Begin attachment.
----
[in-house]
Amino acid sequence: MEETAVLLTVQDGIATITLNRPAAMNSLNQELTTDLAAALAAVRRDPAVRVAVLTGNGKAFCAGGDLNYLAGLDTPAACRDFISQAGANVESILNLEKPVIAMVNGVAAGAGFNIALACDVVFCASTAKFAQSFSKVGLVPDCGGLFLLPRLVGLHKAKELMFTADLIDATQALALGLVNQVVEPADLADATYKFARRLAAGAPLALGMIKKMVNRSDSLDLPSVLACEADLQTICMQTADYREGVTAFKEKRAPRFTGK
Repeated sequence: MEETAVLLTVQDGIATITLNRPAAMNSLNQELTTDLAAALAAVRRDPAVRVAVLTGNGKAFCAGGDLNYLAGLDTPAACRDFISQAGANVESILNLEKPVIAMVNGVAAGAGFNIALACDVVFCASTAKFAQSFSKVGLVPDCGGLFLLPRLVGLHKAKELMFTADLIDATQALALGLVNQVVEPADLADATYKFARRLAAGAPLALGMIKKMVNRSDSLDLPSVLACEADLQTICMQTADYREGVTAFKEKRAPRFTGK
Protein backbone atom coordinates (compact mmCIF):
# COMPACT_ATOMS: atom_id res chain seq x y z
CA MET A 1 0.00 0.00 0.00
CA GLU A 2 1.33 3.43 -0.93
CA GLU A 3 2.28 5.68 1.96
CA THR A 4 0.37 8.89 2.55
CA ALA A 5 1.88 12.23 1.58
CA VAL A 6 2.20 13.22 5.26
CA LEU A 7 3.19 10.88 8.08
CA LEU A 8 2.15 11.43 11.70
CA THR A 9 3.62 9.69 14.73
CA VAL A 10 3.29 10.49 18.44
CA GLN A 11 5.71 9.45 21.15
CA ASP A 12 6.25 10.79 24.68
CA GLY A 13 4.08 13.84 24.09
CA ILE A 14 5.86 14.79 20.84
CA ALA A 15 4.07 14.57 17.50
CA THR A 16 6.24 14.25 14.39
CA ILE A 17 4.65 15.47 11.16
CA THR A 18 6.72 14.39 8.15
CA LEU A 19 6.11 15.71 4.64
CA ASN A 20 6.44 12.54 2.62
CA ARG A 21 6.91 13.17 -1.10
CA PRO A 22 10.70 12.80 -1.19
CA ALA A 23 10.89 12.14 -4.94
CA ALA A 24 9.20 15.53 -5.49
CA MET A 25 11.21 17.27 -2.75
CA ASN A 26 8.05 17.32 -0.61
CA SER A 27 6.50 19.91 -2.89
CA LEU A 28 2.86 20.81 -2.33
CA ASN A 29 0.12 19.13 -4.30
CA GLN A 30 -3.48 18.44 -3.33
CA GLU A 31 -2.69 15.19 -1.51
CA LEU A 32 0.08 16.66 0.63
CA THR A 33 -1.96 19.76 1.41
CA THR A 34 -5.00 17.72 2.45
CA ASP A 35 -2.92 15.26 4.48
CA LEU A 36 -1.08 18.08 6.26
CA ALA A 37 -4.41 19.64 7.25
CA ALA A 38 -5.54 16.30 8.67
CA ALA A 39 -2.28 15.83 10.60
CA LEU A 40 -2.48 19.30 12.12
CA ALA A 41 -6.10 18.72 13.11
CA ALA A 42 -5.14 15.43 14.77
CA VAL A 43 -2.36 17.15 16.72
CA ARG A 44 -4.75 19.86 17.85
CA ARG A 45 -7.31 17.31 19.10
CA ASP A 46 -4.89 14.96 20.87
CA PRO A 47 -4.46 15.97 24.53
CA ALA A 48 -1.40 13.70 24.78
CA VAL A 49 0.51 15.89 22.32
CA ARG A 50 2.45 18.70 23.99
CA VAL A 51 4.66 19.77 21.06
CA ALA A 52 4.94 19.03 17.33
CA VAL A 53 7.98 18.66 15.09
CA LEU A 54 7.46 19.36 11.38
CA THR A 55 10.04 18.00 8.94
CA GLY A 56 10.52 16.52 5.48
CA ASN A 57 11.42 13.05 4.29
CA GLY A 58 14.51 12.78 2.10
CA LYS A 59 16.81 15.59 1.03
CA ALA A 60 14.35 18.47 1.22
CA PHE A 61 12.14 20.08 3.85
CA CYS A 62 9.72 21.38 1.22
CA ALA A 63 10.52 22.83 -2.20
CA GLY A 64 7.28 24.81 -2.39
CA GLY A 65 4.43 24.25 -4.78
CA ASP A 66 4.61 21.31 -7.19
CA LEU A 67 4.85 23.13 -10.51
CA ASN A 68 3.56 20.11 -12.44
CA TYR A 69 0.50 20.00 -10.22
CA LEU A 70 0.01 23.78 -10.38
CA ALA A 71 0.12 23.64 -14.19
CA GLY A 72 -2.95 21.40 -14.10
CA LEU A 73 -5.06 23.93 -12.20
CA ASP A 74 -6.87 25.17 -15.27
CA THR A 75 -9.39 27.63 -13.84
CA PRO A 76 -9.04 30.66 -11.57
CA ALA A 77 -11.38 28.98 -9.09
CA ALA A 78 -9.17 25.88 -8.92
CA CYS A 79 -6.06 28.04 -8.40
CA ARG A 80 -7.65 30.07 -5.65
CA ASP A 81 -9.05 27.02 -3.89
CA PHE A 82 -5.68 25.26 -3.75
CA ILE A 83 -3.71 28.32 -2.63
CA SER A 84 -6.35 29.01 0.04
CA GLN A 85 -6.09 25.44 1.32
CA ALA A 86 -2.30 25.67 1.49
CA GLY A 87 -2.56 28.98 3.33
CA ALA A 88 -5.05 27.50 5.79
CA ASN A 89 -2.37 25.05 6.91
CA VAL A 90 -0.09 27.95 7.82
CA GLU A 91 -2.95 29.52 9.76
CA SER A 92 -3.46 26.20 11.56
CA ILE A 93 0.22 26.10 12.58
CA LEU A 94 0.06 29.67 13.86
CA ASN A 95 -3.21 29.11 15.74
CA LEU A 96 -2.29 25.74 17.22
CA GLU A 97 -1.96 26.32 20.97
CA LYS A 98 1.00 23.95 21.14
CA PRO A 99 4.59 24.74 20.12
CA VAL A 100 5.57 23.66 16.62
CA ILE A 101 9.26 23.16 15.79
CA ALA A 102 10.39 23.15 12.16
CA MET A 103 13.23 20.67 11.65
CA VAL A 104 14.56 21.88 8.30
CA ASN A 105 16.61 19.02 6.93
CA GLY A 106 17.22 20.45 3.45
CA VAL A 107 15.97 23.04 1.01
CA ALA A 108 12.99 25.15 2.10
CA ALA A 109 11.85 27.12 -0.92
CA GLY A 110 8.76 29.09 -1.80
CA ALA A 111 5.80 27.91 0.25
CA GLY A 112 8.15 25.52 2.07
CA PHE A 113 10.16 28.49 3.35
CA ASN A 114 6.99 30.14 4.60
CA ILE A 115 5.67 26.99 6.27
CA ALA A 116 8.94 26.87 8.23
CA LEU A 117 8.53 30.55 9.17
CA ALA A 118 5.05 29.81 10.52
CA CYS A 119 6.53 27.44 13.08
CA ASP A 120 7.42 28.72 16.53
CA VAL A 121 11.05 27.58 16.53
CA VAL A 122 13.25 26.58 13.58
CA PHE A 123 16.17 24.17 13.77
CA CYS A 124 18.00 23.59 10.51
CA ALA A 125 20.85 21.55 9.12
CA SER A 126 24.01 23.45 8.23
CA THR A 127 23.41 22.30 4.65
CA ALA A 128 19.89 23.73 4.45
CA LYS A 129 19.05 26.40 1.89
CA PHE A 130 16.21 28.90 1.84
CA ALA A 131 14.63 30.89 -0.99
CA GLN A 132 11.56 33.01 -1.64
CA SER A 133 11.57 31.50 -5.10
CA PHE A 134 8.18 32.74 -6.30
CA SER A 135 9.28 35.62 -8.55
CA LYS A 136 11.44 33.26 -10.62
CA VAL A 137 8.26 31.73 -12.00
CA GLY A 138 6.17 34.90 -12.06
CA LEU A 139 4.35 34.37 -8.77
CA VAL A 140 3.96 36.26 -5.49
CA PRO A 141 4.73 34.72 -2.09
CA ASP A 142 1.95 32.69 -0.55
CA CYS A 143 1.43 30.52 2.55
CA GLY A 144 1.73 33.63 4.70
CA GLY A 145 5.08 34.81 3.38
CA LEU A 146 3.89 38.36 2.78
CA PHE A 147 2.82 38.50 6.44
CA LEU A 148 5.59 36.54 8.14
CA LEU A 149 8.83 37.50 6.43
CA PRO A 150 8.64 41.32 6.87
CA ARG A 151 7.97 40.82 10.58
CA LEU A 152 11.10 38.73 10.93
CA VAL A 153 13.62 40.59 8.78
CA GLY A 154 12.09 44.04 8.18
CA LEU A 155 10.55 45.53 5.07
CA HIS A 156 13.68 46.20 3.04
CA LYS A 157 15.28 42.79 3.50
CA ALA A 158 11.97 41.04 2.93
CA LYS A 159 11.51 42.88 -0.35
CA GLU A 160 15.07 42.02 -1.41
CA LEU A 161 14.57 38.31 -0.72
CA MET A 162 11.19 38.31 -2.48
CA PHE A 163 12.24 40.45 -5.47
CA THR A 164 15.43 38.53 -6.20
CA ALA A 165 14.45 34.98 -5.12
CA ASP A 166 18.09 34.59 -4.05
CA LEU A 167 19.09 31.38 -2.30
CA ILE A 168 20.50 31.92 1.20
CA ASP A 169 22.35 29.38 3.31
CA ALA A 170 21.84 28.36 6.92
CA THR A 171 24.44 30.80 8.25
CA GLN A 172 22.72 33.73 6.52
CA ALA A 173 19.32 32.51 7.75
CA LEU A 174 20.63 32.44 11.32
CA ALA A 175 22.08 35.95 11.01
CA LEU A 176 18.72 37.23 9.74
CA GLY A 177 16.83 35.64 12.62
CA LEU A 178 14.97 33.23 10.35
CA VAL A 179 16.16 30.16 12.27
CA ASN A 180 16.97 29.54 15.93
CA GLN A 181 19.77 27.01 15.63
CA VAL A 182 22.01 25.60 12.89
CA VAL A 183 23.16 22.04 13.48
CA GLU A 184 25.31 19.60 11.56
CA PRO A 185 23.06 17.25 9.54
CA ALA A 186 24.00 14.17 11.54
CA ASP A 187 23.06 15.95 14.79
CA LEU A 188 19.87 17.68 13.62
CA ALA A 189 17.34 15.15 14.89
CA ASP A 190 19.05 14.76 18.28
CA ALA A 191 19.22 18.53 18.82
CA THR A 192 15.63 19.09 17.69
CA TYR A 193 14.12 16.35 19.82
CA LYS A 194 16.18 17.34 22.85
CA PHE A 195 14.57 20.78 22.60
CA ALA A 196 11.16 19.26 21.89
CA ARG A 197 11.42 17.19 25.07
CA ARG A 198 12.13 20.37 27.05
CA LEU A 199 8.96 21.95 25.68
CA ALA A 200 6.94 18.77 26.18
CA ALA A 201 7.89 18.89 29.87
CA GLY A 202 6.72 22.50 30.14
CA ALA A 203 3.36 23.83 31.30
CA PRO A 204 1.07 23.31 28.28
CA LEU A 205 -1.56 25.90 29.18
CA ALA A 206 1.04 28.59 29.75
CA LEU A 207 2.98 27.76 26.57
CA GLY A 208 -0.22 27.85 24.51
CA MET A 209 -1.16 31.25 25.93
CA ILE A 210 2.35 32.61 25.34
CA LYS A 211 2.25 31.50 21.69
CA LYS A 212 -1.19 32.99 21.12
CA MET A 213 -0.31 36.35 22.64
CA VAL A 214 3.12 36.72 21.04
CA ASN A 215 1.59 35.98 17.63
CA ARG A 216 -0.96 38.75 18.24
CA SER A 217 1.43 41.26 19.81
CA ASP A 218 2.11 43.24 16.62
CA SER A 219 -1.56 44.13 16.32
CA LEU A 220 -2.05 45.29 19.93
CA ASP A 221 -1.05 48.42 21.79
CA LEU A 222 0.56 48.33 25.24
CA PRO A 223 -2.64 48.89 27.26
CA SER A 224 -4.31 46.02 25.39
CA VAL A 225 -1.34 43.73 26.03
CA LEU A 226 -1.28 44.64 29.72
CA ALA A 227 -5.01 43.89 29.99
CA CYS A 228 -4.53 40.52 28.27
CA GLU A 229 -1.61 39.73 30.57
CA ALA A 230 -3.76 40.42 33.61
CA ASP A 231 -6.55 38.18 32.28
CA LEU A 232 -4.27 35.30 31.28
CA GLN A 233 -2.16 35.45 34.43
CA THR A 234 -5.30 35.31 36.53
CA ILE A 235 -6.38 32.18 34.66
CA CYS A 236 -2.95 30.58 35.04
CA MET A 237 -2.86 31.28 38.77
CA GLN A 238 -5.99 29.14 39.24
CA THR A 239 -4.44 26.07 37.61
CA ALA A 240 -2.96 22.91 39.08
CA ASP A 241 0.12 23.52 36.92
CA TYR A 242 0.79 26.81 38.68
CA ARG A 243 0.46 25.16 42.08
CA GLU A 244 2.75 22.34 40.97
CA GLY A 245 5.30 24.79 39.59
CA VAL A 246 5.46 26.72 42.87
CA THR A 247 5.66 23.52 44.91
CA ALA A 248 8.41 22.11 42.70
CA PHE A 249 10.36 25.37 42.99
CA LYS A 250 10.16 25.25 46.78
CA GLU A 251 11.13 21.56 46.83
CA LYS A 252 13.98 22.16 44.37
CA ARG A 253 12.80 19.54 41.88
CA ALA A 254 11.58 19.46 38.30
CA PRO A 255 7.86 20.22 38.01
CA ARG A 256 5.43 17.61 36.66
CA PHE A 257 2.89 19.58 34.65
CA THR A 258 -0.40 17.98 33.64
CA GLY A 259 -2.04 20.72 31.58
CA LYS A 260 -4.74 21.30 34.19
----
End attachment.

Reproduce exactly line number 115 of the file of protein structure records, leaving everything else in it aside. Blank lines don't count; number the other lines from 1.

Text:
CA GLY A 110 8.76 29.09 -1.80